Even us ‘creative’ types have comfort zones: I’ll query an agent someday, I’ll submit my story someday when I learn how to do this one thing . . . .   Yet, someday never seems to come.

Facing Barriers of Your False Comfort Zone

A couple of years ago, I participated in a couple of online writing course: How to Revise Your Novel (HTRYN) and How to Think Sideways (HTTS) by Holly Lisle.* In the HTTS course, Holly refers to something she calls Thinking Barriers: Safe, Perfect, Victim, and Feel. I won’t go into detail about these, but learning how to break these thinking barriers is instrumental to Holly’s course. I thought I learned those lessons, perfectly. NOT.

We use barriers, like Holly’s thinking barriers, to protect us from things we fear. Facing the fear is absolutely essential to finding a way past those barriers. Some fears are important to respect in order to maintain physical and emotional safety. Some fears are really big and they cannot be faced head-on in one step. Look at the fear, the barrier, you’ve constructed. If that fear keeps you from moving forward, from achieving what you want to do, you need to face that fear. There are small steps you can take. Maybe the first step is to read a how-to book. It could be for you to respond to one post. Or perhaps it’s to go to a party and say hi to one new person. If you really want to move forward, I’m certain you will find a way to take that first small step. (If you want to read more about how to move from fear to your dream, read Make Room for Fear and Your Dreams.)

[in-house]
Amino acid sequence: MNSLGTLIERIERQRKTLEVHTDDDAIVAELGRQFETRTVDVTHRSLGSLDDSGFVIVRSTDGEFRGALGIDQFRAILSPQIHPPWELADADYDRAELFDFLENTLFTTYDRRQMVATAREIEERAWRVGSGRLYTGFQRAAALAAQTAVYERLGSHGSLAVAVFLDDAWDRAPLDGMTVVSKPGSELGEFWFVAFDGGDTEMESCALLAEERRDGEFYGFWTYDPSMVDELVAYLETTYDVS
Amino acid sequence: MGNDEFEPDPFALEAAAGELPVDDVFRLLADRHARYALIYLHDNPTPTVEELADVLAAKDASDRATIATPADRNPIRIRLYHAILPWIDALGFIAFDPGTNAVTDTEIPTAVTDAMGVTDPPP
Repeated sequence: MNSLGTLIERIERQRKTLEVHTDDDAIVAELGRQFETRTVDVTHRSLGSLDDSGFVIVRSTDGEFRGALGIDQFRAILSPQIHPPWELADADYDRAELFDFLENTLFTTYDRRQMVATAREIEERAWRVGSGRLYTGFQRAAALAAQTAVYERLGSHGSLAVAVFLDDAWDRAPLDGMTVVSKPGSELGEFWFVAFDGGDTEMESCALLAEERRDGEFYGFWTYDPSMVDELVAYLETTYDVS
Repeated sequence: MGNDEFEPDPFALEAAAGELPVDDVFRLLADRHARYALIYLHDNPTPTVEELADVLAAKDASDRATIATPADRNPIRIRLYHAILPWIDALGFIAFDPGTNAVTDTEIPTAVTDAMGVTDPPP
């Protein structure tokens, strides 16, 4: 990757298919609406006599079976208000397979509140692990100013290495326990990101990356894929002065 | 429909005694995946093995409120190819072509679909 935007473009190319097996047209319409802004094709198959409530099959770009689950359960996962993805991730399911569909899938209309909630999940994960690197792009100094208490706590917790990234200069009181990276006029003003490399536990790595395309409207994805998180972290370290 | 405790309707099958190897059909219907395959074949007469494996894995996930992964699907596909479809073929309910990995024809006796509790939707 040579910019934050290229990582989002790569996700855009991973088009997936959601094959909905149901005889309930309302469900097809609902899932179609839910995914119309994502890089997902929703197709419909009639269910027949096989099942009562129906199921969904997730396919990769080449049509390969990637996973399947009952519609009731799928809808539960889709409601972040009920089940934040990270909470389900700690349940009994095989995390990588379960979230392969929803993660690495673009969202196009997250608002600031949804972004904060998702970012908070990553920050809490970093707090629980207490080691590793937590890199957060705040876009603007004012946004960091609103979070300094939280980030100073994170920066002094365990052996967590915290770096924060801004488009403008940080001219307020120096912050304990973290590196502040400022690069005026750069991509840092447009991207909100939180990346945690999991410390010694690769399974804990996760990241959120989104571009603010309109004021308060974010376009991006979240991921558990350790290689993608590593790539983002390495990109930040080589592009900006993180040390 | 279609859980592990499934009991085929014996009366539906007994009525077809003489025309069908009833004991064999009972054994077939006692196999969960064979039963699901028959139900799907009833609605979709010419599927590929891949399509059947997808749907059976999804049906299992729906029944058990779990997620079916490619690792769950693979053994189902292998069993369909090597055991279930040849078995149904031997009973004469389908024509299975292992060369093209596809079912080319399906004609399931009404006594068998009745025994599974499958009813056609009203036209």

Build on small steps

Between the Holly Lisle Novel Writing School courses and Tiva’s post, I realized I am in the false comfort zone, Perfect. Perfect doesn’t exist. Perfect never finishes. If I wait and I work hard to be PERFECT, I won’t meet you, I will never have a blog, I won’t finish this web site, I won’t finish my book, etc., etc. So — I’m stepping out of my comfort zone.

I read up on how to put together a website. How to publish a blog. And now it’s time. The small steps have led me here. I am putting up this website and blog. I’m posting this, relatively unpolished post (Give me a break! A girl can’t change in the course of 700 words). Soon, I will have novellas and novels for sale on this website. Small steps that will take me to my goal: published stories that are read by people like you.

You know what? Tiva is right. There is power in facing your fears. And there is power in taking small steps. Live outside of your comfort zone.




Disclosure: I am an affiliate of Holly Lisle’s HTTS and HTRYN courses. If you use the buttons on my website, I will get a small cash payment. You do not have to use those buttons. The link in my blogroll to the right will take you directly to the courses listing on her website. Regardless of how you get there, go to Holly’s site. She has many helpful articles and blog posts.

Will you face disappointments in twenty years? Is there a false comfort zone that keeps you from achieving your dreams? What small steps can you take to move out of your false comfort zone, toward your dreams?